Typically, cities and towns set their own hours for trick-or-treating, but it's usually between 6-9 p.m. local time on Halloween night. However, many areas have adopted the tradition of trick-or-treating on a separate night (like the Saturday before Halloween) for safety reasons.
To find out the hours of trick-or-treating in your area, check your local newspaper or news station.
Typically there's a large window of time (3-4 hours) during which going door-to-door is appropriate—so once you find out what the hours are in your area, you may still be wondering when the best time to go is.
We recommend taking small children as early as possible. If you're able to trick-or-treat during daylight hours, they may be less scared of all the commotion going on. And that way, you can still get them home and to bed on time. And for kids who are too little (or too afraid) to go trick-or-treating, there are plenty of fun ways to celebrate at home instead.
If your kids are older, consider letting families with babies and small children have the first hour, then heading out after that. Not only will this keep the neighborhood sidewalks from getting too crowded (we're still practicing social distancing as much as possible!), but you can answer the door and pass out candy until it's time to leave.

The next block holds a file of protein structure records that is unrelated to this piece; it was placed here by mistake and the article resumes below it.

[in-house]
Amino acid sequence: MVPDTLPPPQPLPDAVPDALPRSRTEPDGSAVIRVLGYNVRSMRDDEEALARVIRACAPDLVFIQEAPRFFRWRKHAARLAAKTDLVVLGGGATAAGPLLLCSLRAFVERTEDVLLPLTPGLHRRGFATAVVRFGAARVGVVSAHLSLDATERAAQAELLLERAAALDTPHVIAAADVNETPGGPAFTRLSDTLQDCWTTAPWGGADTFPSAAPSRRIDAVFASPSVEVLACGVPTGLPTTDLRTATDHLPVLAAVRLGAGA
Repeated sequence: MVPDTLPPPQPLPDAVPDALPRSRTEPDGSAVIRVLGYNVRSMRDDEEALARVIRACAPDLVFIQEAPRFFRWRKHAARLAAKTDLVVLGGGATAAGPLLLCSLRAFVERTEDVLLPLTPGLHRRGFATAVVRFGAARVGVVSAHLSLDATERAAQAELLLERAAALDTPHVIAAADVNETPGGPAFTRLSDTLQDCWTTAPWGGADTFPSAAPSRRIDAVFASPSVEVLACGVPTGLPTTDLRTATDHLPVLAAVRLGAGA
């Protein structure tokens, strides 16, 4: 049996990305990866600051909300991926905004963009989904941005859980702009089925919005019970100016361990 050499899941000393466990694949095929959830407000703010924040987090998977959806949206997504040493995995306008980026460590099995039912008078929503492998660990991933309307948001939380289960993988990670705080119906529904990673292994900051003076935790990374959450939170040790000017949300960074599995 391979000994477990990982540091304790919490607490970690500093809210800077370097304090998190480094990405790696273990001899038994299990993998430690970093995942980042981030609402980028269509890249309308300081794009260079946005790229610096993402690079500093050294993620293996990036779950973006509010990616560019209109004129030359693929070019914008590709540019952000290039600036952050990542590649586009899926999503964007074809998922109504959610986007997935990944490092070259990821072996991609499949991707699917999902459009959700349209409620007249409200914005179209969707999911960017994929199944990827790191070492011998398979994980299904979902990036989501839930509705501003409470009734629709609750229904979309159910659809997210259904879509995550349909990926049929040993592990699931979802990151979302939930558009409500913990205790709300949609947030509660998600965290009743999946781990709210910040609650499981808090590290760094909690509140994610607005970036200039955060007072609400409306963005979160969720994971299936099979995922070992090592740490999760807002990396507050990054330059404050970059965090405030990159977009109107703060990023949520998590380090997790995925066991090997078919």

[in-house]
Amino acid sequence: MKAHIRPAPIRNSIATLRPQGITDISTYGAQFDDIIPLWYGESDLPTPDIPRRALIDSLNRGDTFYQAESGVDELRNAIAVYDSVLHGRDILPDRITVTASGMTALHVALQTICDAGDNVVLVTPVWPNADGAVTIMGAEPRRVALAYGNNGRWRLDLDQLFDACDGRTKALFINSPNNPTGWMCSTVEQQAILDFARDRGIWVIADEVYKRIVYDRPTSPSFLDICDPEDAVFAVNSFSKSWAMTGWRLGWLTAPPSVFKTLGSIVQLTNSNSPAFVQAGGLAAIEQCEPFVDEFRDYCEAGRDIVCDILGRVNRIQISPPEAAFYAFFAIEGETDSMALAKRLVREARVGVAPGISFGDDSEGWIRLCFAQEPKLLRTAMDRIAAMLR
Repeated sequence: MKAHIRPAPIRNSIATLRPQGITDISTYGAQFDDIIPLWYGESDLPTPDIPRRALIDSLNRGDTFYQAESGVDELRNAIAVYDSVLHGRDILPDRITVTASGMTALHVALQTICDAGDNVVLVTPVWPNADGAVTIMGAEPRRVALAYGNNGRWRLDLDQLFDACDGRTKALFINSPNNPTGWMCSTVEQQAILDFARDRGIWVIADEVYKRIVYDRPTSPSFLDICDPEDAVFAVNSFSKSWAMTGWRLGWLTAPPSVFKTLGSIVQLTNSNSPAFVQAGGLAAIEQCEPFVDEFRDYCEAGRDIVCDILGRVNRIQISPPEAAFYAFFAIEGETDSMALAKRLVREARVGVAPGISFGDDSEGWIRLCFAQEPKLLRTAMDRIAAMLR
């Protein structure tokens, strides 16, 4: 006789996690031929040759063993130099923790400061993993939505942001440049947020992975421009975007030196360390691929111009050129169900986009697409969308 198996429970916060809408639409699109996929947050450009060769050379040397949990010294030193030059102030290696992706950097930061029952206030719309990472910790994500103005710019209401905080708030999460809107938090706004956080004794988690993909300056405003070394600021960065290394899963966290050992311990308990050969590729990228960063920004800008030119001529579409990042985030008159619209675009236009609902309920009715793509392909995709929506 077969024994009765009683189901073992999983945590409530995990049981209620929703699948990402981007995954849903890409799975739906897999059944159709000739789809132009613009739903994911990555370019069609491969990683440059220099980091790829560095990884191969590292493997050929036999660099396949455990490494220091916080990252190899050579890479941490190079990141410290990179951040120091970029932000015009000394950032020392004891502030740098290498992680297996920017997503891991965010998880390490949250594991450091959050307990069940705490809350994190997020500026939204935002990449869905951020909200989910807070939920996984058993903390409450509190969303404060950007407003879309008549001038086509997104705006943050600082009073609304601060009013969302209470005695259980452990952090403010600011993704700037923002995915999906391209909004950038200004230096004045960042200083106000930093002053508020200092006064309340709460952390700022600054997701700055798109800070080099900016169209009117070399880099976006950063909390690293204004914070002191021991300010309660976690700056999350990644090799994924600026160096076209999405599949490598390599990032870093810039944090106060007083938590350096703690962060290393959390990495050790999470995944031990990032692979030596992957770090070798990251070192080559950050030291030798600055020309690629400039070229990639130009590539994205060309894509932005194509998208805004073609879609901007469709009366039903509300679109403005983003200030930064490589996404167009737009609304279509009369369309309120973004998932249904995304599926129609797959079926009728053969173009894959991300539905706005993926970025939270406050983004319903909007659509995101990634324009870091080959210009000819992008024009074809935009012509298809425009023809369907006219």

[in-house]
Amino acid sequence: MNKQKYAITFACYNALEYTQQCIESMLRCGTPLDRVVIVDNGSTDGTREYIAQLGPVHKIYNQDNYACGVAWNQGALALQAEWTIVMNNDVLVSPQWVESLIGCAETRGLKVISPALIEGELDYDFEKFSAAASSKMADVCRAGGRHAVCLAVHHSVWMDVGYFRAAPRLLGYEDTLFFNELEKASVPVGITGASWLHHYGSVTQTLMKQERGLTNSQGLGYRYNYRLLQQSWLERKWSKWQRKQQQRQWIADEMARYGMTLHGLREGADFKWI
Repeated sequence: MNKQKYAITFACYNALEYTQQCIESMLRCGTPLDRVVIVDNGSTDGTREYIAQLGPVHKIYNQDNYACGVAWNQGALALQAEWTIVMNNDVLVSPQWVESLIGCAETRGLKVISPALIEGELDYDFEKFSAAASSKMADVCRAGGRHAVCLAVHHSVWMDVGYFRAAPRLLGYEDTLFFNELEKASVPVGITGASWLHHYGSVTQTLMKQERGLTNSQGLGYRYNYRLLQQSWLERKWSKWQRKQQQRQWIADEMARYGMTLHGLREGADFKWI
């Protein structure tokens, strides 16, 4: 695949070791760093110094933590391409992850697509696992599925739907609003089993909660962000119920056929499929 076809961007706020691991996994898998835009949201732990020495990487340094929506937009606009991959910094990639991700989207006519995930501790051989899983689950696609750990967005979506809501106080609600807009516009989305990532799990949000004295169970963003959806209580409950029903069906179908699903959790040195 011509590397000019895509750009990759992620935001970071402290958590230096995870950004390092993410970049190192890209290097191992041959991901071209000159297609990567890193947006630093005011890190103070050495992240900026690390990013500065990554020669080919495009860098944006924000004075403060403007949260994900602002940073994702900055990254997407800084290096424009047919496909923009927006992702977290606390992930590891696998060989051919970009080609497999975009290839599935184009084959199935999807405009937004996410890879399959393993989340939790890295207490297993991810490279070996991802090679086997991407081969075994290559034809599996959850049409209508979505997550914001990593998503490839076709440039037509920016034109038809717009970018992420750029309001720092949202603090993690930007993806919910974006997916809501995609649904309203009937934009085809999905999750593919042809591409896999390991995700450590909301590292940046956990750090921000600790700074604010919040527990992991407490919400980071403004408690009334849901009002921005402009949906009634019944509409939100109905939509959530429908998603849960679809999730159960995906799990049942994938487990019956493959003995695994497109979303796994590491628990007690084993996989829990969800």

Of course, it's totally okay to take the whole family at the early time if multiple adults want to go with the kids so you don't have to switch on and off.
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No matter what time you decide to go, there are a few rules of trick-or-treating you should know before you head out.
The main rule of trick-or-treating is that you should only approach houses that have the porch light on. Homes with no lights on typically signals a family who is out trick-or-treating themselves, or doesn't want to participate. If you see a dark house, simply walk on by.
Typically it's courteous to let one group go up to the door at a time; the next group should wait at the bottom of the porch step or back a few steps. But especially while we're still following safety precautions (like social distancing when possible and wearing masks if you're not fully vaccinated), we're treating this as a rule rather than a courtesy this year.
Especially since the pandemic isn't over, there may not be as many people handing out candy this year—and that's totally okay! Make sure to thank each person handing out candy, and be sure to just take one piece (rather than a whole handful) from the candy bowl so there's enough for all the little monsters in your neighborhood.
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